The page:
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Judge acquits journalists of unjust criminal defamation charges

(WPFC /IFEX) - The following is a 21 December 2007 WPFC letter to Spanish Judge Francisco José Guerrero Suárez:

The Honorable Francisco José Guerrero Suárez
Magistrate
Criminal Court No. 3 of Seville
c/ Menéndez Pelayo, 2
41071 Seville
Spain

Your Honor:

The World Press Freedom Committee (ww.wpfc.org) - an organization representing 45 press freedom groups from throughout the world - wishes to congratulate you for your decision to acquit the editor-inchief of the El Mundo newspaper's Andalusia Edition, Francisco Rosell, and the chief copy editor of that publication, Javier Caravallo, for the charges of criminal defamation against them.

Your decision constitutes a resounding victory for the transparency and accountability of the Andalusian institutions, for press freedom nationally and internationally, and for justice as a whole.

T he plaintiffs, led by the President of the Andalusian autonomous government himself, Manuel Chaves González, tried to silence a newspaper that acted ethically and professionally simply because they found uncomfortable an article based on true facts which uncovered an alleged corruption plot at the highest levels of that government. Also, the plaintiffs demanded exorbitant fines and punitive damages for up to US$3 million, or prison sentences should the defendants fail to pay them.

In our December 6 letter, we made clear the fact that the charges constituted an attack on press freedom and on the human rights of the journalists and, more importantly, of the public themselves. The plaintiffs not only tried to silence these journalists by bringing them to court like common criminals, but they also tried to deny their readers their inalienable right to be informed about matters of public relevance.

Likewise, we underlined that those fundamental rights are consecrated in the Spanish Constitution and the world's most relevant international jurisprudence, including that of the European Court of Human Rights - which the Spanish State acknowledges as binding - and the recommendations of the UN Commission on Human Rights.

The charges stem from a November 2001 El Mundo article written by Mr. Caravallo about the so-called espionage campaign against Juan Manuel López Benjumea, the then CEO of a savings institution, allegedly as a result of his rejecting the Andalusian autonomous government's banking policies. The article stated that Mr. López Benjumea hired a private investigator to learn who was behind this so-called espionage. Reportedly, the detective eventually was able to film the confession of one of the participants in this campaign, who allegedly revealed that he was acting under the orders of three top officials of the Andalusian government, including Mr. Chaves. In an odd turn of events, the two copies of that footage disappeared, one misplaced and the other stolen from the judicial offices where it was kept for safekeeping.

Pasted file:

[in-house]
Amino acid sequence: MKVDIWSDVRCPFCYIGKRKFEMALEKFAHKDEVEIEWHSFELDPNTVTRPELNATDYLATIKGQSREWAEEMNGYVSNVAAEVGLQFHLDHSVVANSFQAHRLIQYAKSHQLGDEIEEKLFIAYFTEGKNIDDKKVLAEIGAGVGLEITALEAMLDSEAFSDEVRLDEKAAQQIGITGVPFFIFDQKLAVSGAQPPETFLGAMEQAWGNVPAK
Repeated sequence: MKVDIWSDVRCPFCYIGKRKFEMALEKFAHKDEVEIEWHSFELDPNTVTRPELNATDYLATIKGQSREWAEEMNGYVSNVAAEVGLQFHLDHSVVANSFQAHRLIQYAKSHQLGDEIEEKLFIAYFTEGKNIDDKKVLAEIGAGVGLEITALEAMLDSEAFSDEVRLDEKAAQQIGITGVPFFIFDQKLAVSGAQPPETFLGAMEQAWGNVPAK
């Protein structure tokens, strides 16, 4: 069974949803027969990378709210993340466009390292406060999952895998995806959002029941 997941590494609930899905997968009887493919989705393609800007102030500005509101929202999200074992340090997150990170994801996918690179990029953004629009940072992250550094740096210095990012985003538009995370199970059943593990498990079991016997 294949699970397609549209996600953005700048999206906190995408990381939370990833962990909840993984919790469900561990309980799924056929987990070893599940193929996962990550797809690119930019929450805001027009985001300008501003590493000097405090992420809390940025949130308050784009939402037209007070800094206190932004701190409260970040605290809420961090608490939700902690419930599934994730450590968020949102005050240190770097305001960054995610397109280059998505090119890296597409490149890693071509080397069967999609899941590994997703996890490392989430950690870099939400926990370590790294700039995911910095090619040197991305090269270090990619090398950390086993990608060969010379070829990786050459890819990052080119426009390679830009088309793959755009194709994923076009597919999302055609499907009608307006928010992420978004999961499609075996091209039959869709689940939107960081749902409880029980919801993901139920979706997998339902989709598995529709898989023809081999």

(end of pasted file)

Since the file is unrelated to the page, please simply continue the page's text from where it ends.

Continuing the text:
We reiterate that both the jurisprudence of the European Court and the recommendations of the UN Commission on Human Rights support the concept that public officials should expect more, and not less, scrutiny and criticism from the rest of society. This acceptance of being a willing target of the media's slings and arrows also implies public officials should restrain themselves from using these laws to silence criticism directed at them.

Your correct decision is in agreement with such international institutions, which state that criminal defamation and insult laws, in the hands of public officials, can become a potent censorship tool to shield themselves from the scrutiny of the press and the rest of society.

Once again, we believe it is worth mentioning the international human rights jurisprudence, which recommends that all laws that allow criminal penalties for defamation, particularly those that are applied against journalists and media outlets, ought to be decriminalized in all the countries - including Spain - where they exist. Likewise, they maintain that any fines that were to result from civil proceedings ought to be applied in a sensible way so they do not become intimidating weapons that impede the necessary flow of information in a democratic society.

Your Honor, your decision has not only made justice and freed Mrssrs. Rosell y Caravallo from an unacceptable example of abuse of authority and an attempt to silence a free and independent press, but also it has taught a memorable lesson to courthouses around the world where all too often the news media are treated like criminals.

Respectfully,

E. Markham Bench, Executive Director
World Press Freedom Committee

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